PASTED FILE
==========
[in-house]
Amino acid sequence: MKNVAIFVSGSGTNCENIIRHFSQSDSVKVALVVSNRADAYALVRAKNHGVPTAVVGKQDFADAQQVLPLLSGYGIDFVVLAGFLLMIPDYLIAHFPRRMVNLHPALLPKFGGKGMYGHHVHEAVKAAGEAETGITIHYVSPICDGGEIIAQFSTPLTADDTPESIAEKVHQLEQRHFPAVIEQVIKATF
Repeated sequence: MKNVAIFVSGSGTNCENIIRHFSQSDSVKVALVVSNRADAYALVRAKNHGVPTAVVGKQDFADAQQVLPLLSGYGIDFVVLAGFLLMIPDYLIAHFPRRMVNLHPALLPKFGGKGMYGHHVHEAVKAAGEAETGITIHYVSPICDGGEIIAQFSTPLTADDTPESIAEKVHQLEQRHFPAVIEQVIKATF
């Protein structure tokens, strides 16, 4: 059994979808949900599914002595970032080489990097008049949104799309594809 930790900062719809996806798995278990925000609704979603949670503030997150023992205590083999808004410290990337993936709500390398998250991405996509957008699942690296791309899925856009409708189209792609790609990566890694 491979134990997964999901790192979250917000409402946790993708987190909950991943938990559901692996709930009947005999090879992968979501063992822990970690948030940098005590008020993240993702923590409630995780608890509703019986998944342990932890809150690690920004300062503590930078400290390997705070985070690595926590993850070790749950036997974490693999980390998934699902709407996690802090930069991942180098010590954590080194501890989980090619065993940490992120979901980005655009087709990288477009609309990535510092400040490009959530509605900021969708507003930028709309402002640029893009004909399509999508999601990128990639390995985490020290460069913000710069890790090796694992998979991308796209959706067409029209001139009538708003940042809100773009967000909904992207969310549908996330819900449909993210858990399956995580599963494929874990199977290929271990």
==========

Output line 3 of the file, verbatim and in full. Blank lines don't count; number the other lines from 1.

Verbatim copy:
Repeated sequence: MKNVAIFVSGSGTNCENIIRHFSQSDSVKVALVVSNRADAYALVRAKNHGVPTAVVGKQDFADAQQVLPLLSGYGIDFVVLAGFLLMIPDYLIAHFPRRMVNLHPALLPKFGGKGMYGHHVHEAVKAAGEAETGITIHYVSPICDGGEIIAQFSTPLTADDTPESIAEKVHQLEQRHFPAVIEQVIKATF